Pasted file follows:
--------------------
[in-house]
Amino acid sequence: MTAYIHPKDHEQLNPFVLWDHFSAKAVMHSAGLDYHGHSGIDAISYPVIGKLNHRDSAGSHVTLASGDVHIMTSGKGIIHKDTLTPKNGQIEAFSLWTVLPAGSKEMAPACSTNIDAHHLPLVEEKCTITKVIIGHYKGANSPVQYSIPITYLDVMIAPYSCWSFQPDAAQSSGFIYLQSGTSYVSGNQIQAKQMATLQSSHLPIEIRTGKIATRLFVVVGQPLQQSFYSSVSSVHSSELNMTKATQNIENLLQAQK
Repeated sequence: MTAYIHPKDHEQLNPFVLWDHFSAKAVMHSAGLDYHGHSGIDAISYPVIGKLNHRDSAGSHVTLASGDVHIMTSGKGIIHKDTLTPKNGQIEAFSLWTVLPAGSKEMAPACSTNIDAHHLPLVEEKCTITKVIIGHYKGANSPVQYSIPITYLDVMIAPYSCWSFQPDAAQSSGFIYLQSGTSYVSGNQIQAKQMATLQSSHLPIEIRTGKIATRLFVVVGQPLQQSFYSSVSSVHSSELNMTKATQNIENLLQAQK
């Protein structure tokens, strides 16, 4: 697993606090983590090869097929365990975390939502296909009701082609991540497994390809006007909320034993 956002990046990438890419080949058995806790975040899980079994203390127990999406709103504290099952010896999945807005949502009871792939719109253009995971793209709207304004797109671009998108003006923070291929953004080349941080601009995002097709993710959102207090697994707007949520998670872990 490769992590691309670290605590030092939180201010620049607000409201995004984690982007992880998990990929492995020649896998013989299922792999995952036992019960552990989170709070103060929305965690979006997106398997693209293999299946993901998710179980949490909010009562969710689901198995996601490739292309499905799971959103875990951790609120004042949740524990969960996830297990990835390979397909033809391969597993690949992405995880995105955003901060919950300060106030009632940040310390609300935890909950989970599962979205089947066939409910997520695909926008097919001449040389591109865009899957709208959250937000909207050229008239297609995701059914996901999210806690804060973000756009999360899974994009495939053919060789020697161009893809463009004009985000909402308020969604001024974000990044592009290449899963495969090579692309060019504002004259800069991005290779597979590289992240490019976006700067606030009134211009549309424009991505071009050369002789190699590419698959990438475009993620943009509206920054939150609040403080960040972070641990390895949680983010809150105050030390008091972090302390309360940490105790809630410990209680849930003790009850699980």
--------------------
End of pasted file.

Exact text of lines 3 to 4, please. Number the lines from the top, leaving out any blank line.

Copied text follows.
Repeated sequence: MTAYIHPKDHEQLNPFVLWDHFSAKAVMHSAGLDYHGHSGIDAISYPVIGKLNHRDSAGSHVTLASGDVHIMTSGKGIIHKDTLTPKNGQIEAFSLWTVLPAGSKEMAPACSTNIDAHHLPLVEEKCTITKVIIGHYKGANSPVQYSIPITYLDVMIAPYSCWSFQPDAAQSSGFIYLQSGTSYVSGNQIQAKQMATLQSSHLPIEIRTGKIATRLFVVVGQPLQQSFYSSVSSVHSSELNMTKATQNIENLLQAQK
């Protein structure tokens, strides 16, 4: 697993606090983590090869097929365990975390939502296909009701082609991540497994390809006007909320034993 956002990046990438890419080949058995806790975040899980079994203390127990999406709103504290099952010896999945807005949502009871792939719109253009995971793209709207304004797109671009998108003006923070291929953004080349941080601009995002097709993710959102207090697994707007949520998670872990 490769992590691309670290605590030092939180201010620049607000409201995004984690982007992880998990990929492995020649896998013989299922792999995952036992019960552990989170709070103060929305965690979006997106398997693209293999299946993901998710179980949490909010009562969710689901198995996601490739292309499905799971959103875990951790609120004042949740524990969960996830297990990835390979397909033809391969597993690949992405995880995105955003901060919950300060106030009632940040310390609300935890909950989970599962979205089947066939409910997520695909926008097919001449040389591109865009899957709208959250937000909207050229008239297609995701059914996901999210806690804060973000756009999360899974994009495939053919060789020697161009893809463009004009985000909402308020969604001024974000990044592009290449899963495969090579692309060019504002004259800069991005290779597979590289992240490019976006700067606030009134211009549309424009991505071009050369002789190699590419698959990438475009993620943009509206920054939150609040403080960040972070641990390895949680983010809150105050030390008091972090302390309360940490105790809630410990209680849930003790009850699980």